Diabetic neuropathy is when the nerves in the body cannot carry out its function
When your body is deprived of insulin or the body doesn't produce enough insulin, the blood glucose level remains too high for the blood to circulate properly. This in turn causes the cells in the body to die. This condition is usually referred to as peripheral neuropathy and can be caused by diabetes mellitus and related diseases. A diabetic patient may have neuropathy on their hands or feet, fingers or toes.
When the brain is deprived of the glucose that is needed for the cells to function properly, then it will have trouble sending signals to the peripheral nerve cells. One of the symptoms is a sharp, burning, aching, or numbness in the fingers, toes or feet.
Another symptom of diabetic neuropathy is a stabbing, shooting, or burning pain (hypoglycemic neuropathy). The pain can be moderate at first, but over time, it can become worse and spread out over your arms or legs. People with diabetes may also have difficulty in walking and some of the symptoms include:
As we age, peripheral neuropathy becomes more common.
Some of the complications that are linked to diabetes-related neuropathy include:
- As well as diabetic neuropathy, there are other conditions that are associated with neuropathy.
- Arthritis, diabetes, kidney disease, kidney stones, urinary tract infections, and gout are just some of the many diseases that can lead to neuropathy.
- A diabetic can also develop diabetic neuropathy. This condition is normally referred to as diabetic neuropathy.
Diabetes is not the only disease that leads to neuropathy. It can also be caused by a condition known as neuropathy caused by a tumor. In this case, the damaged nerve travels into the blood stream instead of the spinal cord. For example, the damaged nerve that travels from the knee joint to the leg may travel through the leg and into the spinal cord. This process is known as effusion neuropathy.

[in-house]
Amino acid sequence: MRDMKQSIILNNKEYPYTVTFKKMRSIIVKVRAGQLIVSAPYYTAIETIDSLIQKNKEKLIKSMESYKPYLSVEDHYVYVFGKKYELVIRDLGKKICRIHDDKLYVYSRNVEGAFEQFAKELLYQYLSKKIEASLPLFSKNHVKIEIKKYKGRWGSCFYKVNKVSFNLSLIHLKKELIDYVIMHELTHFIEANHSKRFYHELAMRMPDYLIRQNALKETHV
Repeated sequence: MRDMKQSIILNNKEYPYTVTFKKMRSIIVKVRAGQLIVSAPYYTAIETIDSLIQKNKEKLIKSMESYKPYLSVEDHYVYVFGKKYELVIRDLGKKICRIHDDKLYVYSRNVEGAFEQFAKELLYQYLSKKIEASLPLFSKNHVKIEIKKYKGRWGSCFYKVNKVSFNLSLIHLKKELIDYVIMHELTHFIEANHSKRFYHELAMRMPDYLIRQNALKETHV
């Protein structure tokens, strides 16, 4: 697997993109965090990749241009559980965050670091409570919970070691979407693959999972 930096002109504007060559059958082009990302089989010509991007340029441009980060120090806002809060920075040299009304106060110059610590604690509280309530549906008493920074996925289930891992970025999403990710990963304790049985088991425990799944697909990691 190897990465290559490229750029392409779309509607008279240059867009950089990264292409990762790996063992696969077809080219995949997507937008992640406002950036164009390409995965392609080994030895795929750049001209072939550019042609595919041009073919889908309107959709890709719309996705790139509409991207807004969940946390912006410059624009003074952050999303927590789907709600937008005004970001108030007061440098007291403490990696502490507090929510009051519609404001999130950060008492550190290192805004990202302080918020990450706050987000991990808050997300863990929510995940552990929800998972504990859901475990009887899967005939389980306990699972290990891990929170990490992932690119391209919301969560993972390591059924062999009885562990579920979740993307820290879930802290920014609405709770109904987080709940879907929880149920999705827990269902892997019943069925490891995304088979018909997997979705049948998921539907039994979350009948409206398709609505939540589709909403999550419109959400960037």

There are also other complications of diabetes and neuropathy, such as:
These are just a few of the diabetic neuropathy complications and the different complications that are associated with the disorder.
Some of these complications include:
- In order to determine if you may have diabetic neuropathy, you should undergo a series of tests. Your doctor can perform an ultrasound test to see if there is damage to the nerve in the legs or feet, or a nerve test to look for damage in the spine. They may also perform a nerve study by examining the nerves from the foot or ankle or nerve roots.
- If there are no nerve cells growing in the affected area, then the area does not contain enough cells to support nerve growth. If the damaged area contains cells, but they are dead or damaged, then you may have neuropathy caused by an infection.
- Neuropathy can occur in both the peripheral and central nervous systems. The peripheral system is the part of the nervous system that controls the motor functions of your body. Whereas the central nervous system controls the nervous system, which controls vision and speech.
Typically, diabetic neuropathy occurs when the peripheral nervous system is affected
This affects the kidneys and eyes, kidney problems cause a decrease in the level of potassium and calcium in the body, and the eyes cause a decrease in the level of phosphorus.
You may have many symptoms of diabetic neuropathy, for example:
- This is called hypoglycemia, which means a decrease in blood sugar levels. Hypoglycemia can also affect blood pressure. Hypoglycemia can be life-threatening, especially when the lower limbs are in motion, because it causes a decrease in heart rate and makes the heart work harder, which can lead to strokes. You can learn more about the dangers of this disease at Handal Dok.
- Apart from these symptoms, you may also have nerve damage. This is called neuropathy, and it damages the nerves in the brain.
- Neuropathy can affect the heart, liver, kidneys, bones, muscles, bones, lungs, and other organs. This can cause amputation and permanent disability.